Social Exclusion/ Inclusion​


Despite migrants’ contributions to the economy and cultural fabric of the countries where they reside, governments of many destination countries in Asia continue to formulate law and policy that perpetuate the social exclusion of migrant workers. 

They are usually based on the notion that migration is a purely temporary phenomenon, which has resulted in regulations governing labour migration that are typically ad hoc in nature, exclude any prospect of family unification, restrict migrants to “unskilled” sectors, and preclude any possibility of acquiring a permanent residence or naturalising as citizens. These migration policies contribute to the social exclusion of migrants by trapping them in a “spiral of disadvantage”, where they are forced to live a precarious existence, vulnerable to labour exploitation and at perpetual risk of removal.


Myanmar Migrant workers on their day off in Singapore. (Photo: MMN/Trang Hoang)

MMN believes that significant policy and practice changes are needed to transform migrants’ experiences of social exclusion into experiences of social inclusion. These changes are urgently needed as we move to a more integrated region where the work and lives of all people are appreciated, valued, and considered equal with nationals, and where all are able to lead fulfilling lives within communities.

Over the years, MMN has brought together various stakeholders, including migrant workers, policymakers, and rights advocates, to jointly explore the concepts of multicultural values, diversity, and social inclusion. As part of an effort to engage the public on these themes, MMN has also produced lesson plans and books for school-age children to promote social inclusion, as well as hosting photo exhibitions and creating a multimedia presentation to document migrants’ experiences when they are abroad and upon returning home. Based on research on existing policies in destination countries and countries of origin, we advocate with policymakers to develop measures that recognise and treat migrants as a legitimate part of society.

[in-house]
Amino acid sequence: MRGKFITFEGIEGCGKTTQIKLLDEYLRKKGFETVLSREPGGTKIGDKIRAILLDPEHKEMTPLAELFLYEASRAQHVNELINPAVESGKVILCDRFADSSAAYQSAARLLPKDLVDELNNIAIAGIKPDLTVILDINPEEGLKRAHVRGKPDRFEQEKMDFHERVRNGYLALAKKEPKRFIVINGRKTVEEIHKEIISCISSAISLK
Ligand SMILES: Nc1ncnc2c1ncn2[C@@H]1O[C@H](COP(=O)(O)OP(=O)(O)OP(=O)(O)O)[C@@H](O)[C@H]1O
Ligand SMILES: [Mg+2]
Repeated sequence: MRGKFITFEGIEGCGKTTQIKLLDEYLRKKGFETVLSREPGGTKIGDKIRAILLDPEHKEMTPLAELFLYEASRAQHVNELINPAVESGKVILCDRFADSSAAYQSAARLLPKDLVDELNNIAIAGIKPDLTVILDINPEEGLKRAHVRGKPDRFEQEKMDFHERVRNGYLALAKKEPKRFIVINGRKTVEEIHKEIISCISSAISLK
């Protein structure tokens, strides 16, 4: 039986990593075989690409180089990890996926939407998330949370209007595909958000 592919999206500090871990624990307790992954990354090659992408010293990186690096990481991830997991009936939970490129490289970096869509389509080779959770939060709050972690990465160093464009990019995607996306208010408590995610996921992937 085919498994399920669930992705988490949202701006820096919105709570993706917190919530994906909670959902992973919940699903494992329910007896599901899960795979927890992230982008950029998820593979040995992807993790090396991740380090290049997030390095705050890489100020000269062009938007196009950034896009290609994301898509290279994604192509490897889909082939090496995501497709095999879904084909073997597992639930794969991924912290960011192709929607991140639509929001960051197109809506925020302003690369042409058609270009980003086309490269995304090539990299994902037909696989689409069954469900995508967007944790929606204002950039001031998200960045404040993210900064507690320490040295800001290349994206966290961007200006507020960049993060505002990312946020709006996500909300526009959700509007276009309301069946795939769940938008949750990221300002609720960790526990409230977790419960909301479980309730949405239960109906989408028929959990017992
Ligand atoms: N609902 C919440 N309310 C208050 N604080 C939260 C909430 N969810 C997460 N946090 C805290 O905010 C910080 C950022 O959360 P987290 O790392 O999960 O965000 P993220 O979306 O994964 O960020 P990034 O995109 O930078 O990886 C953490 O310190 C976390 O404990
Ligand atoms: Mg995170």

Related Initiatives

In November 2015, MMN commenced a project entitled, Beyond ‘Tolerance’: Working Hand-in-Hand to Promote the Social Inclusion of Migrants and their Families, supported by the Toyota Foundation. The project was part of MMN’s long-term efforts to promote social cohesion in the region. Beyond ‘Tolerance’ aimed to promote social integration and tackle the issue of social exclusion of migrants in the context of origin countries, Cambodia and Myanmar, as well as destination countries, Thailand and Japan…

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MMN and partners have noted in our work with migrants that any mention of integration in the Mekong and ASEAN region generally referred purely to regional economic integration and rarely to social integration. Migrants have moved to find work, form communities, and develop their social and cultural lives. However, they have often faced barriers and challenges in seeking to fully live and not only survive in the country of destination. There has been little support made available to facilitate the social integration of peoples in the region. 

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In 2013, despite increased discussion among governments and civil society organisations on labour migration issues in the Greater Mekong Subregion (GMS), limited evidence was available of the comprehensive and long-term vision necessary to achieve social cohesion between host communities and migrant communities in the region. MMN therefore deemed it timely to discuss the concept of ‘living together’ and how best to advocate for this…

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The idea for From our Eyes: Migrant Reflection was born at the workshop on Migration Trends and Responses in the Greater Mekong Subregion (GMS) and Beyond,  held on 31 August 2010 in Chiang Mai, and co-organised by MMN, MAP Foundation, and the Asian Migrant Centre…

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Resource Hub

Documentary: Beyond Tolerance

Watch this MMN multimedia presentation of migrant workers speaking about their experiences.

Speaking of Migration Online Tool

You will be redirected to our Speaking of Migration online tool webpage developed in 2011, which contains explanations of key terms related to migration as well as terms to avoid.